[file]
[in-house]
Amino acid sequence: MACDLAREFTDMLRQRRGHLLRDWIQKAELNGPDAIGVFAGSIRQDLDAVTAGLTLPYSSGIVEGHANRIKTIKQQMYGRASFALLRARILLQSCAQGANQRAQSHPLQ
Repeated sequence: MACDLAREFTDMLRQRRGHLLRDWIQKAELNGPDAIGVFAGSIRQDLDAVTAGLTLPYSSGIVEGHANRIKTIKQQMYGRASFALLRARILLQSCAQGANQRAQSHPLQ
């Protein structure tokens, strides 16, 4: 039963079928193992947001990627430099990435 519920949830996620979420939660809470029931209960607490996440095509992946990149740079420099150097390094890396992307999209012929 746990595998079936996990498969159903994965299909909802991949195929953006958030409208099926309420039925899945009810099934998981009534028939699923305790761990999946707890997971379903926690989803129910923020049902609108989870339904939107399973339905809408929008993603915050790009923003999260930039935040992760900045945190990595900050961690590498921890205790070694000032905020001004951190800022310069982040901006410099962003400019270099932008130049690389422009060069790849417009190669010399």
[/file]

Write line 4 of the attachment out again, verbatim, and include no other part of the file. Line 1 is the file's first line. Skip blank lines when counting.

């Protein structure tokens, strides 16, 4: 039963079928193992947001990627430099990435 519920949830996620979420939660809470029931209960607490996440095509992946990149740079420099150097390094890396992307999209012929 746990595998079936996990498969159903994965299909909802991949195929953006958030409208099926309420039925899945009810099934998981009534028939699923305790761990999946707890997971379903926690989803129910923020049902609108989870339904939107399973339905809408929008993603915050790009923003999260930039935040992760900045945190990595900050961690590498921890205790070694000032905020001004951190800022310069982040901006410099962003400019270099932008130049690389422009060069790849417009190669010399």